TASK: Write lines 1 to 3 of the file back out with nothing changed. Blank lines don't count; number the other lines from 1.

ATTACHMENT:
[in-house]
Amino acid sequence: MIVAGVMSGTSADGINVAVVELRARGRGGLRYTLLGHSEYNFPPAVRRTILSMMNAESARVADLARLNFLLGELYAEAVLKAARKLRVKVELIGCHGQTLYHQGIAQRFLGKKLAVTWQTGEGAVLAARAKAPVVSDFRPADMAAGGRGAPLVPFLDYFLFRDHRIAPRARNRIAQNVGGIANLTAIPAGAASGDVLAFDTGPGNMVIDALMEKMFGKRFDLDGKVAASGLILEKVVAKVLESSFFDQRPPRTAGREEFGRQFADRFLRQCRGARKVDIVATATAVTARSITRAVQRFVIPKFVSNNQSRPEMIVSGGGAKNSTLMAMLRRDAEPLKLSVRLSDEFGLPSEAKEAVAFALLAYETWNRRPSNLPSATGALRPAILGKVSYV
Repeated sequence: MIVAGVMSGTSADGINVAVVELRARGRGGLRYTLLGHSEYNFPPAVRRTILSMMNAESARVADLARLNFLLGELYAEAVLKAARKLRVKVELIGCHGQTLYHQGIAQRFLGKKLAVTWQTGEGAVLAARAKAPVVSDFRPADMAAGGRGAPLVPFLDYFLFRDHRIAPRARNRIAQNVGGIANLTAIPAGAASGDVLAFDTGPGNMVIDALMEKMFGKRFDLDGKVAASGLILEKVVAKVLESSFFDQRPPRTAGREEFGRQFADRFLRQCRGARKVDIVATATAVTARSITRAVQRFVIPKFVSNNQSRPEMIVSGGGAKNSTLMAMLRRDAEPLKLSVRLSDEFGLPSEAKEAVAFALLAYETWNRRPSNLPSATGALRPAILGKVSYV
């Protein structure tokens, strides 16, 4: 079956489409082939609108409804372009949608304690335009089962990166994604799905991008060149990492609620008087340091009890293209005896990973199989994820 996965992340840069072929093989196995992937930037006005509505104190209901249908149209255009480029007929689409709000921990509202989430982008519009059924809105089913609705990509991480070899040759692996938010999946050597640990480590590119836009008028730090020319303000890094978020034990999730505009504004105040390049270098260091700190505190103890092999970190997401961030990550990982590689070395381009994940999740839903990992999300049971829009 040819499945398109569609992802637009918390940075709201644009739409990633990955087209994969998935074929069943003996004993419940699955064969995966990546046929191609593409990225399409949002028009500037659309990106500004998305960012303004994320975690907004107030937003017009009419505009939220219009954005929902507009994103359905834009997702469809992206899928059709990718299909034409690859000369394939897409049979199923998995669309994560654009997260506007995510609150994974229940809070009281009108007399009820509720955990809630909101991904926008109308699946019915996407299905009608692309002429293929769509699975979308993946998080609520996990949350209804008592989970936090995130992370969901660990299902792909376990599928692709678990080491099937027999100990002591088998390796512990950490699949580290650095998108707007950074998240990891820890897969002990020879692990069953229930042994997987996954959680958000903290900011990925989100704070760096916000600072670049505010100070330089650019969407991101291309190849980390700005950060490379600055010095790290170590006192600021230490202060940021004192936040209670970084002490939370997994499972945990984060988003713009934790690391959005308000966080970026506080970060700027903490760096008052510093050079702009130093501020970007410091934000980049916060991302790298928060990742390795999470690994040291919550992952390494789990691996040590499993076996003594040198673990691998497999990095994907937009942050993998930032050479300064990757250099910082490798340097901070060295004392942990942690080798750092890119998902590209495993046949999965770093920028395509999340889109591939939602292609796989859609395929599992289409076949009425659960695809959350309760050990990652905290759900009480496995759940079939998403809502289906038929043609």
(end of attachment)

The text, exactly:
[in-house]
Amino acid sequence: MIVAGVMSGTSADGINVAVVELRARGRGGLRYTLLGHSEYNFPPAVRRTILSMMNAESARVADLARLNFLLGELYAEAVLKAARKLRVKVELIGCHGQTLYHQGIAQRFLGKKLAVTWQTGEGAVLAARAKAPVVSDFRPADMAAGGRGAPLVPFLDYFLFRDHRIAPRARNRIAQNVGGIANLTAIPAGAASGDVLAFDTGPGNMVIDALMEKMFGKRFDLDGKVAASGLILEKVVAKVLESSFFDQRPPRTAGREEFGRQFADRFLRQCRGARKVDIVATATAVTARSITRAVQRFVIPKFVSNNQSRPEMIVSGGGAKNSTLMAMLRRDAEPLKLSVRLSDEFGLPSEAKEAVAFALLAYETWNRRPSNLPSATGALRPAILGKVSYV
Repeated sequence: MIVAGVMSGTSADGINVAVVELRARGRGGLRYTLLGHSEYNFPPAVRRTILSMMNAESARVADLARLNFLLGELYAEAVLKAARKLRVKVELIGCHGQTLYHQGIAQRFLGKKLAVTWQTGEGAVLAARAKAPVVSDFRPADMAAGGRGAPLVPFLDYFLFRDHRIAPRARNRIAQNVGGIANLTAIPAGAASGDVLAFDTGPGNMVIDALMEKMFGKRFDLDGKVAASGLILEKVVAKVLESSFFDQRPPRTAGREEFGRQFADRFLRQCRGARKVDIVATATAVTARSITRAVQRFVIPKFVSNNQSRPEMIVSGGGAKNSTLMAMLRRDAEPLKLSVRLSDEFGLPSEAKEAVAFALLAYETWNRRPSNLPSATGALRPAILGKVSYV